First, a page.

I wonder if they have the injectors spray after the trailing apex seal passes the exhaust port?

rotarygod 09-07-05 12:07 AM

Those are the housings with direct injection. The 2 small holes above the intake ports is where the injectors go.

neit_jnf 09-07-05 07:24 AM

those still inject the gas during the intake cycle so the compression stroke has air/gas mixture and the same afr's as port injection have to be kept. The advantage is better fuel atomization and mixing, and possibly fuel savings due to it.

The prototypes I have info on have the injectors next to the sparkplugs, so a stratified ultra lean charge can be attained without detonation concerns as the compression cycle only has air.

I haven't had time to scan the pages but I'll post them as soon as i do.

afgmoto1978 09-07-05 10:27 AM


Originally Posted by rotarygod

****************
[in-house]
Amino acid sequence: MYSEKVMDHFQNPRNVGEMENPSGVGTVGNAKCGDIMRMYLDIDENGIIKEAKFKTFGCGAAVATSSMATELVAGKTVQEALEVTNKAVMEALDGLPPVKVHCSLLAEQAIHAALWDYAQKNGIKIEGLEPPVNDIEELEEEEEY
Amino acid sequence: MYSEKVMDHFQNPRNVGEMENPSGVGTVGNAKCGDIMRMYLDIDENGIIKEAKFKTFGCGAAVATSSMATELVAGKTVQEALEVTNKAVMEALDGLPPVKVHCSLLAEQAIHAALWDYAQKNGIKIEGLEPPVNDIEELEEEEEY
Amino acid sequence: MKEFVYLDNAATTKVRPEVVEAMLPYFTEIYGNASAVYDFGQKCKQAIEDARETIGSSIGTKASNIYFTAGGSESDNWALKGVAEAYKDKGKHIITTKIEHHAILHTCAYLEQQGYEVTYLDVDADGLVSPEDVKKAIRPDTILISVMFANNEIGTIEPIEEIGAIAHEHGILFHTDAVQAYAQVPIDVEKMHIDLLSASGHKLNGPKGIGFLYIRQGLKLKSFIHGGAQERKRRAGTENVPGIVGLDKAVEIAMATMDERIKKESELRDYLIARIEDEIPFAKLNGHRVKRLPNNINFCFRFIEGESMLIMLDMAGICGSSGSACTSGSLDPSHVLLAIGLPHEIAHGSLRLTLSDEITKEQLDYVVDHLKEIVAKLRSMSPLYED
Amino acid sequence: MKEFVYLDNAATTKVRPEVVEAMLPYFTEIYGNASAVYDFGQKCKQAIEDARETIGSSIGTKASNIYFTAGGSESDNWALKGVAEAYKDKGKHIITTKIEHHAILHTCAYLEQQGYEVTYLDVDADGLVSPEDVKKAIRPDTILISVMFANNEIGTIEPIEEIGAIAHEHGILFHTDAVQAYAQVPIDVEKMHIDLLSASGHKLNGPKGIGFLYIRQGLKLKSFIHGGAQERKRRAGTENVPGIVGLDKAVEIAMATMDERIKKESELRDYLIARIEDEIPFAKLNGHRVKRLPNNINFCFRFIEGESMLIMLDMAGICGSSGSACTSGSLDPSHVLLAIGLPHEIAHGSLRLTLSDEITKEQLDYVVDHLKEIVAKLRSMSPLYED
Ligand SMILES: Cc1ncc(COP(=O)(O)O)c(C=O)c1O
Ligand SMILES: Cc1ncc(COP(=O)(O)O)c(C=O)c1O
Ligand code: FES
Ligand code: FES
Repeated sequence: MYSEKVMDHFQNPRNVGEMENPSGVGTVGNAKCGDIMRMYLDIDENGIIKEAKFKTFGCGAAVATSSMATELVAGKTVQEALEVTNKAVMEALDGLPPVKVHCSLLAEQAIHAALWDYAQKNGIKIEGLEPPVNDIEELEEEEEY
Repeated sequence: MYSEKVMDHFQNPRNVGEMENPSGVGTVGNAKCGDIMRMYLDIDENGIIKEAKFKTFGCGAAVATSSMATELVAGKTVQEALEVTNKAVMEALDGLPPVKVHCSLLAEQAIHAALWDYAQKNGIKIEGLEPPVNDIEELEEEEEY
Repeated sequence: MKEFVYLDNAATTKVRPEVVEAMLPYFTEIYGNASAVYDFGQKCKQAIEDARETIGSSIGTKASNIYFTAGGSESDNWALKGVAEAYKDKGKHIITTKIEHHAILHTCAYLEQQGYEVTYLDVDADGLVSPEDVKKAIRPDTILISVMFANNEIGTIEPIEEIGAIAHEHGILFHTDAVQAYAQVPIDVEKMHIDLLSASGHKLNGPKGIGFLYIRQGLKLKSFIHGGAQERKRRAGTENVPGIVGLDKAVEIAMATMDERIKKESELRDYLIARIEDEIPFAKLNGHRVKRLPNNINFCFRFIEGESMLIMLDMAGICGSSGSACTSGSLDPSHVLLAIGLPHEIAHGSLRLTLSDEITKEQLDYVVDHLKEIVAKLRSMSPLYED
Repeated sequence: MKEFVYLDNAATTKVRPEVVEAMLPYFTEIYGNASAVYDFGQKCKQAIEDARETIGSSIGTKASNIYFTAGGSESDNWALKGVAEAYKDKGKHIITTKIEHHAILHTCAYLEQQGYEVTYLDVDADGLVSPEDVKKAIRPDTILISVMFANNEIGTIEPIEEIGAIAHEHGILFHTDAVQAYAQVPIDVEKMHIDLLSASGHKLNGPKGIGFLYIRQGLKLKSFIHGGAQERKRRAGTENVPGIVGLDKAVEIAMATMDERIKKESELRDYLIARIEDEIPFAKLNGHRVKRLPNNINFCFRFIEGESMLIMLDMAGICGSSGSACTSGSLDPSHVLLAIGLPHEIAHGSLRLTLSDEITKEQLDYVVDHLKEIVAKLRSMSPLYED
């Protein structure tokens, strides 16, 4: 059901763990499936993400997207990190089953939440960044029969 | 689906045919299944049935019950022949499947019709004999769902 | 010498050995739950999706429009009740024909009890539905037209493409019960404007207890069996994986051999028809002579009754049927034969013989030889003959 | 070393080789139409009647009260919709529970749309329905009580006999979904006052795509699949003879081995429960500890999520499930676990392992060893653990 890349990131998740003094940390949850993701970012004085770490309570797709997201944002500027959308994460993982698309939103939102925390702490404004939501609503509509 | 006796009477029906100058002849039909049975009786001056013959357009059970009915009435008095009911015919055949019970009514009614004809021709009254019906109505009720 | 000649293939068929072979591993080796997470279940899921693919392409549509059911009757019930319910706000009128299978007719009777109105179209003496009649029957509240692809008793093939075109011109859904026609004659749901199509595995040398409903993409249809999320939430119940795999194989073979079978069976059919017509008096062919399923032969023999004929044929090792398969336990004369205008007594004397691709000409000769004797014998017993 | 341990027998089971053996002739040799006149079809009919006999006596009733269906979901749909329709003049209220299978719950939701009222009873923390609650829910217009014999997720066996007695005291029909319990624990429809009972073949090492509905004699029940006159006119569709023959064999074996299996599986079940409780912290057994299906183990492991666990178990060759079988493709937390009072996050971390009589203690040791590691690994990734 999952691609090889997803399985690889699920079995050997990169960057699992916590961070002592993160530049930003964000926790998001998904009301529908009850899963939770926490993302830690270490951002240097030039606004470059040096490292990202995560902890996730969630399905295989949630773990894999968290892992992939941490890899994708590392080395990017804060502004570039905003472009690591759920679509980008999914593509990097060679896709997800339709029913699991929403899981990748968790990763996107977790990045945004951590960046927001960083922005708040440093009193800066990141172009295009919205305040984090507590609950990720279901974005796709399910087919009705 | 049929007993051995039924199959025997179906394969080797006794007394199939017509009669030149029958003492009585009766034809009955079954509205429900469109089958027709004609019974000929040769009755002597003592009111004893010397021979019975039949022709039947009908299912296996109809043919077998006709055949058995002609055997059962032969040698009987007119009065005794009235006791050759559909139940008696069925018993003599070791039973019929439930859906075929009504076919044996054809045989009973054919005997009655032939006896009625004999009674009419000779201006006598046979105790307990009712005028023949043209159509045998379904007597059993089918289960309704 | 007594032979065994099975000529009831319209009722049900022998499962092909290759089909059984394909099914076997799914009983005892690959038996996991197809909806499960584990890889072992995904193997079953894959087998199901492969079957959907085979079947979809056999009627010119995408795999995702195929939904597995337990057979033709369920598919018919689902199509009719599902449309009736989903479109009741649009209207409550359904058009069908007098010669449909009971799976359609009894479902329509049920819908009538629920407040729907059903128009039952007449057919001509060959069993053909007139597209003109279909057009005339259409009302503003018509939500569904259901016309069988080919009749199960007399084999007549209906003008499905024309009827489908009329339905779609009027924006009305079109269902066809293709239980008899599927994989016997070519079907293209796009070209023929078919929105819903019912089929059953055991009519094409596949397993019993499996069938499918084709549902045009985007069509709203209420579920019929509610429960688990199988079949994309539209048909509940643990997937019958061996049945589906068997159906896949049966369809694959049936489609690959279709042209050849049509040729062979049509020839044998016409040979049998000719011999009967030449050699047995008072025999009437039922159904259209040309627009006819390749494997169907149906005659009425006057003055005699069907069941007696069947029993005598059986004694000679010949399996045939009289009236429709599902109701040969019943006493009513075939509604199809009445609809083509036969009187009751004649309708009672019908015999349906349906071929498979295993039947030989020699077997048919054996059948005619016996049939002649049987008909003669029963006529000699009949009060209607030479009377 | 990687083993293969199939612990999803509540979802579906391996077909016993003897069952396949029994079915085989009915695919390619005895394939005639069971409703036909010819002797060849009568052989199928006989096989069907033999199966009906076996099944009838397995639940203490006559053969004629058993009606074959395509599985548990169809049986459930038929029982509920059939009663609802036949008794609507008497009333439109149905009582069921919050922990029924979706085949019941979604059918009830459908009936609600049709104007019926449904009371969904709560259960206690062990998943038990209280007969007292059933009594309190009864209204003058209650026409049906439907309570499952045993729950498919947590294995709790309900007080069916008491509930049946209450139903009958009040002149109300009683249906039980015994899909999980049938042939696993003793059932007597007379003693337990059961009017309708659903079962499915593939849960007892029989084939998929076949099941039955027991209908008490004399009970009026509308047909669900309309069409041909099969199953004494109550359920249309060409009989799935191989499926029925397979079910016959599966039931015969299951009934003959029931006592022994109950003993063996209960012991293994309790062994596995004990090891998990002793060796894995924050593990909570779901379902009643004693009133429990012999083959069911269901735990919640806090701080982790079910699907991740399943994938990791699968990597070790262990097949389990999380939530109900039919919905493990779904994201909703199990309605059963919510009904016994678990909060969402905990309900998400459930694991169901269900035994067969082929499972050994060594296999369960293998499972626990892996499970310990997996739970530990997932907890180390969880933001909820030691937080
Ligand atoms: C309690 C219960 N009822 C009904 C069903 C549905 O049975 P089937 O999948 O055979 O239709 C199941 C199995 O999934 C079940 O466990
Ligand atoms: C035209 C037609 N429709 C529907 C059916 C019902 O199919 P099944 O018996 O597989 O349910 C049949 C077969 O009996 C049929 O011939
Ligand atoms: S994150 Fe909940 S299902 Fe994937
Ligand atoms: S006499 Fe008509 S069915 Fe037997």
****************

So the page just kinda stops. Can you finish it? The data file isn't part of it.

Those are the housings with direct injection. The 2 small holes above the intake ports is where the injectors go.

You right they are, sorry, I should have been more specific on type of Direct Injection. Did you see any housings with DI ports near TDC?

rotarygod 09-07-05 10:36 AM

Nope. These are the housings from the Bonneville car. As far as I know, these are the only ones they have played with. At least that they will disclose.

afgmoto1978 09-15-05 12:33 PM


Originally Posted by neit_jnf
those still inject the gas during the intake cycle so the compression stroke has air/gas mixture and the same afr's as port injection have to be kept. The advantage is better fuel atomization and mixing, and possibly fuel savings due to it.

The prototypes I have info on have the injectors next to the sparkplugs, so a stratified ultra lean charge can be attained without detonation concerns as the compression cycle only has air.

I haven't had time to scan the pages but I'll post them as soon as i do.

Find those pics?